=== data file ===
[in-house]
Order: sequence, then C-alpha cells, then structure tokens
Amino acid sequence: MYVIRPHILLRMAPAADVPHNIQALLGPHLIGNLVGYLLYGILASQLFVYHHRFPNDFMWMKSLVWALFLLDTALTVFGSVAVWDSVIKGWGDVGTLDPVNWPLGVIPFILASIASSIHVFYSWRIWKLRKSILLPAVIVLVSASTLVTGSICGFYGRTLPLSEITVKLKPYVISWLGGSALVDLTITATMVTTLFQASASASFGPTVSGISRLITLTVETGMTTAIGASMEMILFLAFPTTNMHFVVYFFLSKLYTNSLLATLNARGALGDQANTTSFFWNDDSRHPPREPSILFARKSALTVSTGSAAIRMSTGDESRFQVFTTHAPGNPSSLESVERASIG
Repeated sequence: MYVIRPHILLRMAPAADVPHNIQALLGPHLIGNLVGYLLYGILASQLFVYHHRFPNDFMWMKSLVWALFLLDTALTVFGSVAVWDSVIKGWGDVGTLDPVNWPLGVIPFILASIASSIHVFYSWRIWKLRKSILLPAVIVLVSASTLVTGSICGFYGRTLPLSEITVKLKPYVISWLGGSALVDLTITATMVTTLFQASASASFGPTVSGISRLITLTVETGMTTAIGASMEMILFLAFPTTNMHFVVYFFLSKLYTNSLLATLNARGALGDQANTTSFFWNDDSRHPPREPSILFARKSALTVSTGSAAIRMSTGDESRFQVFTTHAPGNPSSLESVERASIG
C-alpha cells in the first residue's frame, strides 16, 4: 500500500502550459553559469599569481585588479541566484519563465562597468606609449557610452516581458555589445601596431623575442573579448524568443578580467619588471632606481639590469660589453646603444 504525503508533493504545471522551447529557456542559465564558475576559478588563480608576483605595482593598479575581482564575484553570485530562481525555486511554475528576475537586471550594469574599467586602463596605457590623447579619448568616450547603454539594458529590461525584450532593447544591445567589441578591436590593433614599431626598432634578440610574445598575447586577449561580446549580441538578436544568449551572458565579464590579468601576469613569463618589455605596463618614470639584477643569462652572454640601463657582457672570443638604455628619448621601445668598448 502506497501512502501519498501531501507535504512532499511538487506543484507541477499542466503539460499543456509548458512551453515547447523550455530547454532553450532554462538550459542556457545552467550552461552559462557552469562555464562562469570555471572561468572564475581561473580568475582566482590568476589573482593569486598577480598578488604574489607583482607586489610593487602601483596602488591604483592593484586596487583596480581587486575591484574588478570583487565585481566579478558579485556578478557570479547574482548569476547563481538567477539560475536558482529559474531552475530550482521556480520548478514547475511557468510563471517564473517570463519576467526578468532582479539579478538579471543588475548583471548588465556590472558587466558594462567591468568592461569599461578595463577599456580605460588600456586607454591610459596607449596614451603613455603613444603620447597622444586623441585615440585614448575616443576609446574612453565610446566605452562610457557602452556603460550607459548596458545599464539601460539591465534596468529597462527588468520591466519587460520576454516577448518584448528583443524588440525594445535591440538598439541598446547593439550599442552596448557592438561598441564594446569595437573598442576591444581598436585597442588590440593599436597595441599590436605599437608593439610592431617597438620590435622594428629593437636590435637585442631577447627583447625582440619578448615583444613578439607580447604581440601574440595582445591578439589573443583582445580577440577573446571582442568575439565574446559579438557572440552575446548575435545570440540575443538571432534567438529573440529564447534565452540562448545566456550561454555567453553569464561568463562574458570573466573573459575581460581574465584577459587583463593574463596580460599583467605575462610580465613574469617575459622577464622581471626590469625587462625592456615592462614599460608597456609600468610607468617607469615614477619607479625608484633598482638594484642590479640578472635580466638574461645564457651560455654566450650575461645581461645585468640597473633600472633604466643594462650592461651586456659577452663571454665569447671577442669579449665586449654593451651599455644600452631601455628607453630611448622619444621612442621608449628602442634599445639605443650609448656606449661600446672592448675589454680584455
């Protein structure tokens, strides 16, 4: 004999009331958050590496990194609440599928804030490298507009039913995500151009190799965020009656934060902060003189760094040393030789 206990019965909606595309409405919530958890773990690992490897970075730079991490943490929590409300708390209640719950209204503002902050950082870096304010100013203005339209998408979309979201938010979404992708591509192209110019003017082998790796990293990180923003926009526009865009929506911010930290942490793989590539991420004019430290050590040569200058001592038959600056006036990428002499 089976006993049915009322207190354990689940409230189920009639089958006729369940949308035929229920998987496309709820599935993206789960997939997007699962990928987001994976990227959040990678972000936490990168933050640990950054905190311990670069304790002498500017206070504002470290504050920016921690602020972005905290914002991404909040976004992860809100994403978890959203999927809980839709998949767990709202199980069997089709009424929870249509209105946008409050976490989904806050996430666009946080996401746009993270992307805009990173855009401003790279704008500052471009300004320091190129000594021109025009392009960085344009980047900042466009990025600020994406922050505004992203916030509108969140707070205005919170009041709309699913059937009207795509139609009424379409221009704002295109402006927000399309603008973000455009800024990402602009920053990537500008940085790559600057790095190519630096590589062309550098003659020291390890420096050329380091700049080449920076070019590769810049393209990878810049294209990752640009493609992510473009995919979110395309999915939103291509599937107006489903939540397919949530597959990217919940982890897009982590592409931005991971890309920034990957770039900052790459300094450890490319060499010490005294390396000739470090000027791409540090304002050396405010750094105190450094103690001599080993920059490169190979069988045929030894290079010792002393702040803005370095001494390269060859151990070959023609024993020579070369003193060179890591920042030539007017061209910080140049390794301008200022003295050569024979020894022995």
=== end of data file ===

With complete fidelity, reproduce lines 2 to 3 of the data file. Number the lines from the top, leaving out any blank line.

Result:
Order: sequence, then C-alpha cells, then structure tokens
Amino acid sequence: MYVIRPHILLRMAPAADVPHNIQALLGPHLIGNLVGYLLYGILASQLFVYHHRFPNDFMWMKSLVWALFLLDTALTVFGSVAVWDSVIKGWGDVGTLDPVNWPLGVIPFILASIASSIHVFYSWRIWKLRKSILLPAVIVLVSASTLVTGSICGFYGRTLPLSEITVKLKPYVISWLGGSALVDLTITATMVTTLFQASASASFGPTVSGISRLITLTVETGMTTAIGASMEMILFLAFPTTNMHFVVYFFLSKLYTNSLLATLNARGALGDQANTTSFFWNDDSRHPPREPSILFARKSALTVSTGSAAIRMSTGDESRFQVFTTHAPGNPSSLESVERASIG